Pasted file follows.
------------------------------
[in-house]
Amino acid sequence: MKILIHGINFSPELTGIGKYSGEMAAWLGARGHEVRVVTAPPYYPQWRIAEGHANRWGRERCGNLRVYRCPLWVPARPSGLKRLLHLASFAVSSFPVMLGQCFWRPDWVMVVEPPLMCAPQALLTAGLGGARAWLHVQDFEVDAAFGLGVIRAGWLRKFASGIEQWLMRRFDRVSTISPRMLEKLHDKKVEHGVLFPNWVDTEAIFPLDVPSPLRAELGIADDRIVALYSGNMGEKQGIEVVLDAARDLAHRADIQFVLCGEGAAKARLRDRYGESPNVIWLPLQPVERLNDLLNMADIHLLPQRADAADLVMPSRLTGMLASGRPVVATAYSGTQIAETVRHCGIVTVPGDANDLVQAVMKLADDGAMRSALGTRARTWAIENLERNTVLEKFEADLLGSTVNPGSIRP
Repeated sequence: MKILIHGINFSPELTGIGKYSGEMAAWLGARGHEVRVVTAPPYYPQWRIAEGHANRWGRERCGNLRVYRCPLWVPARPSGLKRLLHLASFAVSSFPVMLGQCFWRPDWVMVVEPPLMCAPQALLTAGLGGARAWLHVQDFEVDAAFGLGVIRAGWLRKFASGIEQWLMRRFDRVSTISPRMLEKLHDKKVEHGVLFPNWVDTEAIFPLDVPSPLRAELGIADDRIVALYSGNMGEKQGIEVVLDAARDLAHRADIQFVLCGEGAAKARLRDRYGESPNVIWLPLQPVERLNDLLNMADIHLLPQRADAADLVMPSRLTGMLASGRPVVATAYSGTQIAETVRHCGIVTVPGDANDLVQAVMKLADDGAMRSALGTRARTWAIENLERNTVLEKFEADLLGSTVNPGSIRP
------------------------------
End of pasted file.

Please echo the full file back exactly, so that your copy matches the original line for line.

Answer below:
[in-house]
Amino acid sequence: MKILIHGINFSPELTGIGKYSGEMAAWLGARGHEVRVVTAPPYYPQWRIAEGHANRWGRERCGNLRVYRCPLWVPARPSGLKRLLHLASFAVSSFPVMLGQCFWRPDWVMVVEPPLMCAPQALLTAGLGGARAWLHVQDFEVDAAFGLGVIRAGWLRKFASGIEQWLMRRFDRVSTISPRMLEKLHDKKVEHGVLFPNWVDTEAIFPLDVPSPLRAELGIADDRIVALYSGNMGEKQGIEVVLDAARDLAHRADIQFVLCGEGAAKARLRDRYGESPNVIWLPLQPVERLNDLLNMADIHLLPQRADAADLVMPSRLTGMLASGRPVVATAYSGTQIAETVRHCGIVTVPGDANDLVQAVMKLADDGAMRSALGTRARTWAIENLERNTVLEKFEADLLGSTVNPGSIRP
Repeated sequence: MKILIHGINFSPELTGIGKYSGEMAAWLGARGHEVRVVTAPPYYPQWRIAEGHANRWGRERCGNLRVYRCPLWVPARPSGLKRLLHLASFAVSSFPVMLGQCFWRPDWVMVVEPPLMCAPQALLTAGLGGARAWLHVQDFEVDAAFGLGVIRAGWLRKFASGIEQWLMRRFDRVSTISPRMLEKLHDKKVEHGVLFPNWVDTEAIFPLDVPSPLRAELGIADDRIVALYSGNMGEKQGIEVVLDAARDLAHRADIQFVLCGEGAAKARLRDRYGESPNVIWLPLQPVERLNDLLNMADIHLLPQRADAADLVMPSRLTGMLASGRPVVATAYSGTQIAETVRHCGIVTVPGDANDLVQAVMKLADDGAMRSALGTRARTWAIENLERNTVLEKFEADLLGSTVNPGSIRP